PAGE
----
Just to be clear on what we are talking about here maybe we need a little sidebar on the grizzly. Scientists who study such things actually think of the name grizzly as a misnomer, and the bear we know as the grizzly is part of the North American Brown Bear family. The name grizzly is a holdover from when our boys Lewis and Clark were exploring the American west and dubbed the big brown bear, they had numerous bad experiences with as “grisly” as in this bear often inspired fear in their men. If you think about it dealing with a bear of the grizzly’s size and general demeanor when all you are carrying is a single shot, muzzleloading rife, I am sure that Lewis and Clark had some very lively encounters with these bears.

Remember these bears are not to be confused with the black bear which we seem to have a wealth of in many of our eastern states now. The black bear can be dangerous but in general is not considered on the same level as the grizzly. In short, grizzlys got most of the bad temper attributes in the bear clan and many times grizzly bear and human contact does not go well.

In the latest development from all of the fiasco with judge’s ruling which resulted in the grizzly being placed back on the Federal Endangered Species Act list, the Justice Department, representing the United States Fish and Wildlife Service, (USFWS) has asked a federal appeals court to overturn some, but not all of the judge’s ruling that blocked the first grizzly bear hunts in the Lower 48 states in almost three decades.

In short, the US Attorneys said that it was wrong for the Federal Judge, Dana Christensen, to have required the USFWS to study what the effect of lifting the ban on hunting might have on the bear’s long term “genetic health”, and to require USFWS officials to determine if grizzlys would be endangered everywhere by simply hunting them in the Greater Yellowstone area. One of the concerns listed by the judge that was not contested was the issue of “whether enough safeguards are in place to keep the bears from sliding toward extinction if the state agencies take over management of the grizzly.”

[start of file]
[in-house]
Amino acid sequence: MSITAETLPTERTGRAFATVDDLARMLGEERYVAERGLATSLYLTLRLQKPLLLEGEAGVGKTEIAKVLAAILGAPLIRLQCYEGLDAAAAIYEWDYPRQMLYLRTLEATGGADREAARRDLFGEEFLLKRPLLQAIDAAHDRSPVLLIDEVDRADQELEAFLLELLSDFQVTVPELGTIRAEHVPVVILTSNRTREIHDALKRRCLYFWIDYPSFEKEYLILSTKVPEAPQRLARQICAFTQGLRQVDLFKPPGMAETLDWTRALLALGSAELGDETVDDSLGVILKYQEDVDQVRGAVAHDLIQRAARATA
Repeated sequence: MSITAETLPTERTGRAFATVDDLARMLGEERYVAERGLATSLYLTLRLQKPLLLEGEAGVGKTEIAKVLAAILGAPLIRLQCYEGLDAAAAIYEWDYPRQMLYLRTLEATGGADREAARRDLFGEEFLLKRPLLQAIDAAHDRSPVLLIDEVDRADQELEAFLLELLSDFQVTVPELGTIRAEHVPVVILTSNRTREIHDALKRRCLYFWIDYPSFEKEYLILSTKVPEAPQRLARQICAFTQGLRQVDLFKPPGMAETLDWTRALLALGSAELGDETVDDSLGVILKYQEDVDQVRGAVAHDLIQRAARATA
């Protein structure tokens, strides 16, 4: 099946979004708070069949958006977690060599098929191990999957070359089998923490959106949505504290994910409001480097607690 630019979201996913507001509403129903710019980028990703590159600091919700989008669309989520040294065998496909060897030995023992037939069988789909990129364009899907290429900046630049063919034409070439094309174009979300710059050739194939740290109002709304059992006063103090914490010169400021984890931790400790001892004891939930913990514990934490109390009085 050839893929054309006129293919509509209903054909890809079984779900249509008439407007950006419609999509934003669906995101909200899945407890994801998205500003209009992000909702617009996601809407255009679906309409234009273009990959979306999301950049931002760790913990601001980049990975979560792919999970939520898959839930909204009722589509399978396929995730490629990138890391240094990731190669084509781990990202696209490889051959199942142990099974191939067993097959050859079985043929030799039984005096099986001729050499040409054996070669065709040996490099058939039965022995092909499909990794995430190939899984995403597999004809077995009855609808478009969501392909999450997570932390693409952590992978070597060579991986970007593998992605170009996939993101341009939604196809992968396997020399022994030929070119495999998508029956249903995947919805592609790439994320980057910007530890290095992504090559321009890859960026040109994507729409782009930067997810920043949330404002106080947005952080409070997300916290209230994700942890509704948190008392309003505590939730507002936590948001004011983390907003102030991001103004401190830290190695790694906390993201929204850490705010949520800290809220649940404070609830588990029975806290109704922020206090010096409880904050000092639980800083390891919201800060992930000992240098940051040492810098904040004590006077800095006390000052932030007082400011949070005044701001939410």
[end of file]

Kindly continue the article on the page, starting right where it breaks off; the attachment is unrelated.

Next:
My short take on this situation? The state fish and game people in Montana and Idaho said the bear population in the Greater Yellowstone area had more than reached the point to have a managed hunt, taking no more than 23 out of an estimated population of 750 (some say a lot more). Several groups that seem to be against hunting the grizzly in any form filed suit and last year the federal judge ruled against the USFWS and the grizzly was placed back on the Endangered Species list, making the managed hunt that the states were calling for impossible for the time being.

Boys and girls, on matters managing wildlife, when the government sides with so called public opinion over the wishes of those that we employ to manage bears and other wildlife, that is trained wildlife biologists, everybody loses. Hunters will lose, those that seek to hike the wilderness in grizzly country will lose, ranchers will lose, and in the end the bears will lose. It has been reported the fish and game agencies in the Yellowstone Ecosystem have already had to eradicate more problem bears than the managed hunt would have taken.

I am not sure if there is any real answer to all this. If a court finds for the USFWS in this most recent case, I am not sure if that will once again remove the grizzly from the Endangered Species list and thus allow the states to have the managed hunt. There will be more bear and human encounters until then, count on it. If you travel in bear country, my suggestion is you carry a firearm big enough to change a bears mind if he decides to ruin your day.

Stay tuned.